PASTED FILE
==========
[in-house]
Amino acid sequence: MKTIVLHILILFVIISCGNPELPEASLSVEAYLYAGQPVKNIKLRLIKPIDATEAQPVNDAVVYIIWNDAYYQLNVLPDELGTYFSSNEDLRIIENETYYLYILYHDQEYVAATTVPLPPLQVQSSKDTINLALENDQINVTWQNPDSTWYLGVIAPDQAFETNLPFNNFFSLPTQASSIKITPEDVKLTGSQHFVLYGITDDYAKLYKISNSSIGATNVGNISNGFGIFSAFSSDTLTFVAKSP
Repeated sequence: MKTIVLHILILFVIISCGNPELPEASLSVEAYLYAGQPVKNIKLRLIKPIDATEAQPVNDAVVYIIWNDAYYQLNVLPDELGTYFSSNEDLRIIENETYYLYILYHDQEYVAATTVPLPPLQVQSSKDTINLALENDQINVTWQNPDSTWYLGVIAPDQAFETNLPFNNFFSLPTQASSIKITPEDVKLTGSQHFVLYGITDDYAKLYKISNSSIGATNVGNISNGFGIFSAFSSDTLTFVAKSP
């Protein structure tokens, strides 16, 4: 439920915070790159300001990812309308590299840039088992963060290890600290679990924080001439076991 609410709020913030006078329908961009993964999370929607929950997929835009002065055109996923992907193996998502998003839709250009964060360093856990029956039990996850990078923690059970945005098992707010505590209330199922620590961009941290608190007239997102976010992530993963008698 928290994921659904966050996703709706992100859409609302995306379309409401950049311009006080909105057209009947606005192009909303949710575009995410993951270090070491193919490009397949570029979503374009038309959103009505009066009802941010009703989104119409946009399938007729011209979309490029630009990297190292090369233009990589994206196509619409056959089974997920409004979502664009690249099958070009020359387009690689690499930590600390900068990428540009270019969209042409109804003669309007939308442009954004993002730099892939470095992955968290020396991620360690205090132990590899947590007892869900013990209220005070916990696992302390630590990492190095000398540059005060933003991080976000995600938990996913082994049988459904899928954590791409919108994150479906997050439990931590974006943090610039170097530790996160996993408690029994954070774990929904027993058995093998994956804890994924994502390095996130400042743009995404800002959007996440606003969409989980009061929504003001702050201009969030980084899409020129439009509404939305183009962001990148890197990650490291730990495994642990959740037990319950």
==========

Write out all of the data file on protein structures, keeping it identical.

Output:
[in-house]
Amino acid sequence: MKTIVLHILILFVIISCGNPELPEASLSVEAYLYAGQPVKNIKLRLIKPIDATEAQPVNDAVVYIIWNDAYYQLNVLPDELGTYFSSNEDLRIIENETYYLYILYHDQEYVAATTVPLPPLQVQSSKDTINLALENDQINVTWQNPDSTWYLGVIAPDQAFETNLPFNNFFSLPTQASSIKITPEDVKLTGSQHFVLYGITDDYAKLYKISNSSIGATNVGNISNGFGIFSAFSSDTLTFVAKSP
Repeated sequence: MKTIVLHILILFVIISCGNPELPEASLSVEAYLYAGQPVKNIKLRLIKPIDATEAQPVNDAVVYIIWNDAYYQLNVLPDELGTYFSSNEDLRIIENETYYLYILYHDQEYVAATTVPLPPLQVQSSKDTINLALENDQINVTWQNPDSTWYLGVIAPDQAFETNLPFNNFFSLPTQASSIKITPEDVKLTGSQHFVLYGITDDYAKLYKISNSSIGATNVGNISNGFGIFSAFSSDTLTFVAKSP
């Protein structure tokens, strides 16, 4: 439920915070790159300001990812309308590299840039088992963060290890600290679990924080001439076991 609410709020913030006078329908961009993964999370929607929950997929835009002065055109996923992907193996998502998003839709250009964060360093856990029956039990996850990078923690059970945005098992707010505590209330199922620590961009941290608190007239997102976010992530993963008698 928290994921659904966050996703709706992100859409609302995306379309409401950049311009006080909105057209009947606005192009909303949710575009995410993951270090070491193919490009397949570029979503374009038309959103009505009066009802941010009703989104119409946009399938007729011209979309490029630009990297190292090369233009990589994206196509619409056959089974997920409004979502664009690249099958070009020359387009690689690499930590600390900068990428540009270019969209042409109804003669309007939308442009954004993002730099892939470095992955968290020396991620360690205090132990590899947590007892869900013990209220005070916990696992302390630590990492190095000398540059005060933003991080976000995600938990996913082994049988459904899928954590791409919108994150479906997050439990931590974006943090610039170097530790996160996993408690029994954070774990929904027993058995093998994956804890994924994502390095996130400042743009995404800002959007996440606003969409989980009061929504003001702050201009969030980084899409020129439009509404939305183009962001990148890197990650490291730990495994642990959740037990319950």